Oh sure, the climate controls have tiny buttons that are difficult to operate at a glance. You need to have dainty little fingers to operate them, so forget about using them with gloves (for those in California, imagine the latex gloves your Botox injectionist uses but filled with toasty padding and covered in either leather or a water-proof tech fabric. It's quite the invention).
Where the hell was I? Ah yes, the Camaro center stack. The stereo isn't the simplest thing on Earth either, but in general I'm OK with a little form over function once in a while. Just compare the Camaro's dash design to those in the Mustang and Challenger. Those cars utilize cookie-cutter parts bin controls, which are easier to use than the Camaro's (OK, so the Challenger's Chrysler/Ferrari California navi unit stinks. Yes, a Ferrari uses that turkey and before the Fiat purchase), but they look really dull. GM actually took the time to create bespoke controls, which is a rarity for it to be sure, and I think it deserves credit for doing so. Just as I tolerate a Jag XF or XJ's ergonomic foibles because the interior looks so damn cool, I can do the same for the Camaro.
I can't do that for the ridiculous steering wheel since I hold that all the time and it helps me do important things like steer the car. Turning on the heated seat and going to preset 3 is less important.
James Riswick, Automotive Editor @ 21,422 miles
August 27, 2010
While I don't disagree with Karl Brauer's assessment of the Boston Acoustics audio system in the Camaro SS (and probably wouldn't argue anyway with an audiophile rockin' classic DMC TimeWindow speakers in his home stereo setup), I can't abide by his statement that the car's iPod integration "just works, everytime."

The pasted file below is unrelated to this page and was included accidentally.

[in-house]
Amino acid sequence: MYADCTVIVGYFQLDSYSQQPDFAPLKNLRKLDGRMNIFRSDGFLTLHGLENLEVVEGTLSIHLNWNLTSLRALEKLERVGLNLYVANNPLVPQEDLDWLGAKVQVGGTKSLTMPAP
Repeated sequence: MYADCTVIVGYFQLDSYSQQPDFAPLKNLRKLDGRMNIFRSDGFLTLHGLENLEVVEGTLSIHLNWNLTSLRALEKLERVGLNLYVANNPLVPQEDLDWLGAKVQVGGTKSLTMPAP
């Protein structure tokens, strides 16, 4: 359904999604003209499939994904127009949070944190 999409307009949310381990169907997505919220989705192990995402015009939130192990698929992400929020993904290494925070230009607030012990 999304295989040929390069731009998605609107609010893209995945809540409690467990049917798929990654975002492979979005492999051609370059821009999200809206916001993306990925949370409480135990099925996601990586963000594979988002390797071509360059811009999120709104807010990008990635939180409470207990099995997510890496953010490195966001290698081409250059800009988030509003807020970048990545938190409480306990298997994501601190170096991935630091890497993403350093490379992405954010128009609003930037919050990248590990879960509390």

As evidence I present the picture above, which I snapped while my iPhone 3GS was attached to the USB port in the center console. Ever hear of an album titled Al Green, Alejandro Escovedo or Alice Cooper? Me neither.
For some reason the Camaro's system showed Artists as Albums, and Albums as Artists, as in the pic below.
August 26, 2010
I was driving our 2010 Long-Term Chevrolet Camaro SS yesterday and noticed something that hadn't previously occurred to me. The car's audio system sounds quite good!
I was probably about one-third of the way into my 50-mile commute, summer beach traffic had finally broken up north of Malibu, and a good song was playing (Cheap Trick's "Reach Out" from the Heavy Metal soundtrack). There's a fair amount of dynamic range going on in the song, and it's got solid production quality that you can appreciate if you listen on a high-quality system. Which means a system lacking in both power and accuracy will falter when dealing with it.
The Camaro's 245-watt, nine-speaker Boston Acoustics audio system has both. Once I focused on the sound I realized someone had gone a little nuts with the mid-range and bass settings (maybe Magrath was trying to get his gangsta goin' on), but with some tweaking the song's overall dynamic sound reproduction was nearly faultless.